InPart I of this post, from 2/7/12, I described my belief that parents somehowstill love their children even if they act out a hateful, nasty, and/orabusive family role. This is naturally somethingpeople who have parents like this have a great deal of trouble accepting, and understandably so. IfI were in their shoes, I am absolutely certain I would have come to the exactsame conclusions they do.
Still, as adults from dysfunctional families tell their stories to me in psychotherapy,I always hear of those rare times when their parents were not hateful butactually loving. Sometimes such parents even will unexpectedlyexpress their love directly, although often in a way which undermines their owncredibility. But why would anyone believe the professions of love ofsomeone who generally tends to treat them horribly?
I mentionedthat I would describe some of the “maternal” behavior that a woman who has beencorresponding with me described to me, and translate some of her mother’sbehavior and verbalizations into what I think was really being expressedcovertly. So here goes. (I will not be discussing my correspondent’s childhood, but only what has been going on in the very recent past).
Her mother wasgetting old and was no longer able to live by herself, but was driving everyonecrazy with various demands about whether or not she should be placed, or where she shouldbe placed if she were sent to a nursing home.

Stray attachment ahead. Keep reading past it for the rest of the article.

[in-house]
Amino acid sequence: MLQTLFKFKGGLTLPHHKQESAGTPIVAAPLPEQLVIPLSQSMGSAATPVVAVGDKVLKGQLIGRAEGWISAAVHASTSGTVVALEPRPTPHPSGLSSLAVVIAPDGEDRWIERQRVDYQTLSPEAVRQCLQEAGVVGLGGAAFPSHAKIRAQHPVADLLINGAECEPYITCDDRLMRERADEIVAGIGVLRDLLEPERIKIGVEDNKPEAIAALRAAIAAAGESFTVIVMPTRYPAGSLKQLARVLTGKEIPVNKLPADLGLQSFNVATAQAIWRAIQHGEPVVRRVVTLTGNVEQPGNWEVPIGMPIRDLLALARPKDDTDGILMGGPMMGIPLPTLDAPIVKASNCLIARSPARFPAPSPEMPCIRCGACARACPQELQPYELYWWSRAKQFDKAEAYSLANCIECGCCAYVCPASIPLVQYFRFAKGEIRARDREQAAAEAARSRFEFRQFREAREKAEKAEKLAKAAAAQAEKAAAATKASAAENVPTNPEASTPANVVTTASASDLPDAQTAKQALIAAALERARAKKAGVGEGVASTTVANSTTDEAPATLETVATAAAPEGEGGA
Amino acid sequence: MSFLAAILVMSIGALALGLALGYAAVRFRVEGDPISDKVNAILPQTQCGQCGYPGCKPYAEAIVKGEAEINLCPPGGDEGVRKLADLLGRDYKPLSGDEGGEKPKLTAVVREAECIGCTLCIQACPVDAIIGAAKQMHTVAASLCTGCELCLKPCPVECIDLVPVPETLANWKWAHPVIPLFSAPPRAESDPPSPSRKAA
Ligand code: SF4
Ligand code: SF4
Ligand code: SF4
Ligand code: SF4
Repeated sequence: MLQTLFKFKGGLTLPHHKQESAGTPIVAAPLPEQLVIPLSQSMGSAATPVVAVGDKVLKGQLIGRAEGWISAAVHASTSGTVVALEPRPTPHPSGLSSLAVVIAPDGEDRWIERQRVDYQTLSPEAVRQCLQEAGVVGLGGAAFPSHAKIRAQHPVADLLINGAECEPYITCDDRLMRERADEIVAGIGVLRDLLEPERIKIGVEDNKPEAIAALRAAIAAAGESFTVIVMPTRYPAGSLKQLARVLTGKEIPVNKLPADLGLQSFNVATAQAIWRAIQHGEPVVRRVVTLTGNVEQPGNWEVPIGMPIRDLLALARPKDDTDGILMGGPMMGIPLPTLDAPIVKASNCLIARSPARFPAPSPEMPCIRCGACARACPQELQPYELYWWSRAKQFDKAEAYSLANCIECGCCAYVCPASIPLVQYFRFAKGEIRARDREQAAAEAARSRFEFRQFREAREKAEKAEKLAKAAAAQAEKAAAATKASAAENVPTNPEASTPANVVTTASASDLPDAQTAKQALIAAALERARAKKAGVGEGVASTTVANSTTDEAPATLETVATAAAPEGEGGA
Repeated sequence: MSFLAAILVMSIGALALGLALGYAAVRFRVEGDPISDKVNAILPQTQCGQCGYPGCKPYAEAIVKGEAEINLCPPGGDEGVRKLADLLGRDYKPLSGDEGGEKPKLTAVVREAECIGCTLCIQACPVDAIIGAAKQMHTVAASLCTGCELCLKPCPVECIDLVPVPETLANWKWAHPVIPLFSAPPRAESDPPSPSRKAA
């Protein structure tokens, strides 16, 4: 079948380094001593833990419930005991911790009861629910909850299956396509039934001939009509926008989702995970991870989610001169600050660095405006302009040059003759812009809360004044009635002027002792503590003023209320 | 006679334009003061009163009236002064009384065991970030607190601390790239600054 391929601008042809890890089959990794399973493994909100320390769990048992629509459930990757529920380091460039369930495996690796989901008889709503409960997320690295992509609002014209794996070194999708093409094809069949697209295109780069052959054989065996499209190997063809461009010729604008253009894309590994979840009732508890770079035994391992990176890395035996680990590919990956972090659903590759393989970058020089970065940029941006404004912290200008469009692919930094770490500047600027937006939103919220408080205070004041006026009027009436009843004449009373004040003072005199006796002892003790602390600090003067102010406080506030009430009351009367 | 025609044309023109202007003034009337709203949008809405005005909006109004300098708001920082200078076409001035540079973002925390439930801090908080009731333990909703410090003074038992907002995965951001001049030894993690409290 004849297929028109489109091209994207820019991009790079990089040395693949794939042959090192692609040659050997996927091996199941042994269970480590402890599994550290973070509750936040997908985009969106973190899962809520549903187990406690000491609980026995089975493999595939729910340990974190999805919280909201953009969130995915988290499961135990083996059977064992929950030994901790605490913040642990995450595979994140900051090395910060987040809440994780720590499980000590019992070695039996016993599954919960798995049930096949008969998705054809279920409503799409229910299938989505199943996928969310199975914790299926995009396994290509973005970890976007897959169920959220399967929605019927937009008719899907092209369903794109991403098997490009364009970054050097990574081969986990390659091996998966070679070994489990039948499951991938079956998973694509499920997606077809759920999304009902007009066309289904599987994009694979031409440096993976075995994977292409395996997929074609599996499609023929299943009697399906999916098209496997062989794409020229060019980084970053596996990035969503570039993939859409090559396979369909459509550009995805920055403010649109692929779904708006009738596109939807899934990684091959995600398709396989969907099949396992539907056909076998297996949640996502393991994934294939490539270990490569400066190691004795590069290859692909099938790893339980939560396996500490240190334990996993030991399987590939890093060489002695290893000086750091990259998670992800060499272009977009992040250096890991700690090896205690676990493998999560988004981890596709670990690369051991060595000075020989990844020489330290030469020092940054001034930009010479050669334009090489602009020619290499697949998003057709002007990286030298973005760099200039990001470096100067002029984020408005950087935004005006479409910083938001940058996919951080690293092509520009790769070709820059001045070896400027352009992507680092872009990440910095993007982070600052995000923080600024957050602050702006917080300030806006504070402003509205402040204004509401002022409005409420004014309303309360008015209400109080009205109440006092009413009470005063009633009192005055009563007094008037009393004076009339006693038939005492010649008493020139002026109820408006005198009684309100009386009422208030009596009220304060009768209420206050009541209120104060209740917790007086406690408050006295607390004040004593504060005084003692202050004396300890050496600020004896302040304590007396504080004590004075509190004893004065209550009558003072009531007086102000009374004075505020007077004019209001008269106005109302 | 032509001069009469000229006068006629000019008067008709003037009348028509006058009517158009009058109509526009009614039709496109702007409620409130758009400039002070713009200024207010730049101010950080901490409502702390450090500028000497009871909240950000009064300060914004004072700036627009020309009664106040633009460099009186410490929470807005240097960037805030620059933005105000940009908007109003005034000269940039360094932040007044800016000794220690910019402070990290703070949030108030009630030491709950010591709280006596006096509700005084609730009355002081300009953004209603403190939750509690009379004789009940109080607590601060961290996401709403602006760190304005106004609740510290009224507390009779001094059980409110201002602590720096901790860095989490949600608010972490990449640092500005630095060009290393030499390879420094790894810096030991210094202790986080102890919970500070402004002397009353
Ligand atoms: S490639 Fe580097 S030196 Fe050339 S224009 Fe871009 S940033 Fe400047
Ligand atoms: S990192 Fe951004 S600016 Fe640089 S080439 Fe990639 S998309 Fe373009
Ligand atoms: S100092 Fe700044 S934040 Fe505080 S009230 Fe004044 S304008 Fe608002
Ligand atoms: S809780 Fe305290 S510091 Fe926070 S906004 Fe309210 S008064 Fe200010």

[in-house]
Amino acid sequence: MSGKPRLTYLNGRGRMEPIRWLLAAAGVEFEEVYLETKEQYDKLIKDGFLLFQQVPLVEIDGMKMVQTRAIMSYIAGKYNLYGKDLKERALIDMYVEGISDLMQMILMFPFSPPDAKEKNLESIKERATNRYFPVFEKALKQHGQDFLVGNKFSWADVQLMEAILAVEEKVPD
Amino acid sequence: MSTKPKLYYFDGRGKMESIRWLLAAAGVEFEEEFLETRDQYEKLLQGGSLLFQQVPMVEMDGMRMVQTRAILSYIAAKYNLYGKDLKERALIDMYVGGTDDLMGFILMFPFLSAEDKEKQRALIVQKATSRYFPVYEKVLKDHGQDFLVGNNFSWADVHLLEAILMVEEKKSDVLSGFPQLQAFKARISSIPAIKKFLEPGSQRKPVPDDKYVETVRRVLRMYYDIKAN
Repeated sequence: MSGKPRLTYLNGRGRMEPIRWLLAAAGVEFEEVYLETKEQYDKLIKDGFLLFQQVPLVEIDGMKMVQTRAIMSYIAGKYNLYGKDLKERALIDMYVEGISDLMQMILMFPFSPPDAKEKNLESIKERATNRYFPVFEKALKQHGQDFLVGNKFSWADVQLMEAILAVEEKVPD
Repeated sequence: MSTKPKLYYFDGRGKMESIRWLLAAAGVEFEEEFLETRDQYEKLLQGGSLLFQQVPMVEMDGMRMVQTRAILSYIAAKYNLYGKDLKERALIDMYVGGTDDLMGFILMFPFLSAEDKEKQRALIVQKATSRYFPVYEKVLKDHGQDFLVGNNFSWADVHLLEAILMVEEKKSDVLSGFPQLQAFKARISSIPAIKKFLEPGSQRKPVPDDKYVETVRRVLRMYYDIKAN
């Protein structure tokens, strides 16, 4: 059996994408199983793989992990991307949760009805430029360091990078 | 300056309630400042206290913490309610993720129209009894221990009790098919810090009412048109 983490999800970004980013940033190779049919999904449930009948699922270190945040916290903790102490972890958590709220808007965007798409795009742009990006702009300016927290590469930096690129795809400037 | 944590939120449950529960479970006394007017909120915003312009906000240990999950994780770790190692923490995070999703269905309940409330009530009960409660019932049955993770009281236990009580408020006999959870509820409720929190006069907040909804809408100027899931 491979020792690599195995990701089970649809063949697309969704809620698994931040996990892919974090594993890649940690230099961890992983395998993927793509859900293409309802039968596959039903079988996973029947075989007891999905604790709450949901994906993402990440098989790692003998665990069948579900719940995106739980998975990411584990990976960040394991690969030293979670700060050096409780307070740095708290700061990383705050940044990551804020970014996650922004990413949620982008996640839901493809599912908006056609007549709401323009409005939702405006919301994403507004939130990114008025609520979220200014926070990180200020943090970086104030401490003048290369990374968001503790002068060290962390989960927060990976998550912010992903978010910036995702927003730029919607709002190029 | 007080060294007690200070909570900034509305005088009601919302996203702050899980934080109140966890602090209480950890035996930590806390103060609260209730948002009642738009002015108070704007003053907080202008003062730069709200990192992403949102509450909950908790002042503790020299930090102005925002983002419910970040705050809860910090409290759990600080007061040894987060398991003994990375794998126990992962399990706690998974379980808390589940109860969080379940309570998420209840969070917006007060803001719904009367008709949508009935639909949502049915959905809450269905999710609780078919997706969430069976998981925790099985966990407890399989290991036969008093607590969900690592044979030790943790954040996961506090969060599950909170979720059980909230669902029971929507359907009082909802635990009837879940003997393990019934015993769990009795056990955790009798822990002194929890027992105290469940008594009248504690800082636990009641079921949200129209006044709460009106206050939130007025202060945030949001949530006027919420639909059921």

She had given herdaughter power of attorney over her affairs in the eventuality that she becameincompetent,setting up a situation in which my correspondent (I’ll call her Mrs. T.) was ina position to make major life decisions for her mother. It was also completelyunclear whether the mother was developing dementia or how severe it was if itwas present, which meant it was also unclear whether or not she was competent.
Mrs. T described theevents as they unfolded, writing at various times (reproduced with herpermission):
She [Mom] reacts extremely poorlyto anything short of immediate subservience and submission on my part, and yet,she has appointed me to be her "power of attorney" in theeventuality that she becomes incompetent. She was turned down by the only nursing home that she agreed to go toand, as of yesterday afternoon, was turning down offers by the hospital socialworker to set up any in-home physical therapy. The county social workerfears that because of her intelligence she will not be found to lackdecision-making ability.
I want to keep loving thoughtstowards her (after a lifetime of anxious helplessness, guiltand overt/covert hostility) [Mrs. T had been reading my posts on disarmingborderlines and spoiling behavior].